Detroit - Union Belt of Detroit - The Union Belt of Detroit was an operating organization for the Pennsylvania, Pere Marquette and Wabash railways. The owner railroads operated the UBD through a Board of Managers. The owner roads provided all motive power, track crews, police protection and split the costs. The first UBD line was from Delray to Fort Street Union Depot. Then the PRR built a belt line from Dearborn, northeast to the Ford Highland Park Plant, as well as a shorter branch line to steel suppliers near Schaffer and Hemlock streets in Dearborn. The Pere Marquette added their old main line from Oak southeast to West Detroit to the UBT.


Flint - Grand Trunk cut off. The GTW Flint cutoff was built to avoid downtown Flint. It ran parallel to the old main line from Munday Township on the west to Belsay on the east. Unlike many belt lines, this cutoff became the "main" line and the old main line served industry downtown along the Flint River. The GTW depot was moved to the cutoff.


Flint - Pere Marquette Belt Line. The Pere Marquette Belt Line was also built to avoid downtown Flint. It ran parallel to the old main line from Atwood Junction south of Flint, to McGrew Yard north of downtown. Unlike the GTW, the PM passenger station remained on the original line downtown. Both lines served multiple industrial facilities, including Buick City.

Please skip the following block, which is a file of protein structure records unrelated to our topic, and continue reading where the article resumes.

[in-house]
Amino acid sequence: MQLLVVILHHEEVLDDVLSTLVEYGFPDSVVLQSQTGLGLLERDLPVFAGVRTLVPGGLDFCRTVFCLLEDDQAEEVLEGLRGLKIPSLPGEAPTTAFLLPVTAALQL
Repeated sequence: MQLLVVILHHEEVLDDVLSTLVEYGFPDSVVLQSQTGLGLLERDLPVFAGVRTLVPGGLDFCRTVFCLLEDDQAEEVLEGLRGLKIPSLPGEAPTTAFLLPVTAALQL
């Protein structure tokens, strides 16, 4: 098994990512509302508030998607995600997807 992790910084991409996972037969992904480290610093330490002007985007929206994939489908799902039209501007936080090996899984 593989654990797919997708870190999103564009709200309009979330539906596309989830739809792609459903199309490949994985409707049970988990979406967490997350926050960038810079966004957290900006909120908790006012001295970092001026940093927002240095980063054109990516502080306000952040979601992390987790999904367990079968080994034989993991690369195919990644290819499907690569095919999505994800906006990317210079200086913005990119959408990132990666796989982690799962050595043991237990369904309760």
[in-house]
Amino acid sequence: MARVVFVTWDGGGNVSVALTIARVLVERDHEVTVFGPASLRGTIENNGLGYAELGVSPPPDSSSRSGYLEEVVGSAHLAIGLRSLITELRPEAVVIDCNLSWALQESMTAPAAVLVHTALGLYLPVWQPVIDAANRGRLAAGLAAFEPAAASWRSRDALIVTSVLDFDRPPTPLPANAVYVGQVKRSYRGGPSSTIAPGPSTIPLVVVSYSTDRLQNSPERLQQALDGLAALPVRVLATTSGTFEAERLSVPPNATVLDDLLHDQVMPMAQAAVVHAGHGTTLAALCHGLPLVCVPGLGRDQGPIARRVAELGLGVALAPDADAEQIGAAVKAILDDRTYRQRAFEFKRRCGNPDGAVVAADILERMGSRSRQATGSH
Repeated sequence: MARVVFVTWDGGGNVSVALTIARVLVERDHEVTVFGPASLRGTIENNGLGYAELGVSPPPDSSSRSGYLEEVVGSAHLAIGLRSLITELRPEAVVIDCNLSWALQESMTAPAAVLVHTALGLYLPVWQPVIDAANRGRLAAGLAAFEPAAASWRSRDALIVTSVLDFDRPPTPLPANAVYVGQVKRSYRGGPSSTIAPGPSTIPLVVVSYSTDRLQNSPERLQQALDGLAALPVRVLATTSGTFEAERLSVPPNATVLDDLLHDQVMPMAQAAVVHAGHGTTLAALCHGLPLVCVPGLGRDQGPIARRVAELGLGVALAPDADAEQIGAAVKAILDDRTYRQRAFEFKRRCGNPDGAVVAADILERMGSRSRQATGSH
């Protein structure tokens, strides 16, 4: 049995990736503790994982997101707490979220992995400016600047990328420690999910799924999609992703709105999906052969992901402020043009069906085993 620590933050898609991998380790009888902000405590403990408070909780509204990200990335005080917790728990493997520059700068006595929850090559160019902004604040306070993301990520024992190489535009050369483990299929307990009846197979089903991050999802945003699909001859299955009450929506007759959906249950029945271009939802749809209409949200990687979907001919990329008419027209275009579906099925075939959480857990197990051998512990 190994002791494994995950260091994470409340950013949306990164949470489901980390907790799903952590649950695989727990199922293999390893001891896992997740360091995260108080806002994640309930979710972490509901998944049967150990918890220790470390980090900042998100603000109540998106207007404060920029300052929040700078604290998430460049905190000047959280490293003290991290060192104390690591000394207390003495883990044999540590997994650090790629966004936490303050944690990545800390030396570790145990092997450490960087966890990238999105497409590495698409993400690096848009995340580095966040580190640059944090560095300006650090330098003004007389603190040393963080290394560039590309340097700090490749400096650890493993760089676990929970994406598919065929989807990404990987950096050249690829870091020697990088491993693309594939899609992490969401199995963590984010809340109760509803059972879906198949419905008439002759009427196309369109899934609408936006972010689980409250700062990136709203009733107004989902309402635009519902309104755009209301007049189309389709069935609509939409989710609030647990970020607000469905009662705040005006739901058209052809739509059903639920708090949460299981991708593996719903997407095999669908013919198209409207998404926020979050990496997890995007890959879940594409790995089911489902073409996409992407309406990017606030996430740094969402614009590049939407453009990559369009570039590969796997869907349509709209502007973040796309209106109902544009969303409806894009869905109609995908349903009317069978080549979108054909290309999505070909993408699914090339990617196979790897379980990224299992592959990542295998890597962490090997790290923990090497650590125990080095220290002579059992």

Ironwood - C&NW / Wisconsin Central


Jackson - Jackson Belt Line. The Jackson Belt was constructed from Jackson Junction (east of Elm Street) north to a point just north of Michigan Avenue on the east side of Jackson. This "Belt" was really not a true belt line but rather than industrial spur. It served a number of industrial sites. This route may have been the original planned route for the "Air Line" railroad extension to go east to Pontiac, but the GTW continued west north of town and came to downtown along the Grand River.


Lansing - Manufacturers Belt Line. The Manufacturers Belt Line railroad extended from North Lansing counter-clockwise around the north and west side of Lansing. It was an extension of the NYC Lansing Branch. It ran parallel to the PM from North Lansing to approximately Ensel Yard, then turning in a southerly direction and connecting with the Grand Trunk main line. The NYC's Saginaw Yard was on this branch, as well as several large GM plants. Though most industry is gone, the line is now served by the Jackson and Lansing railroad.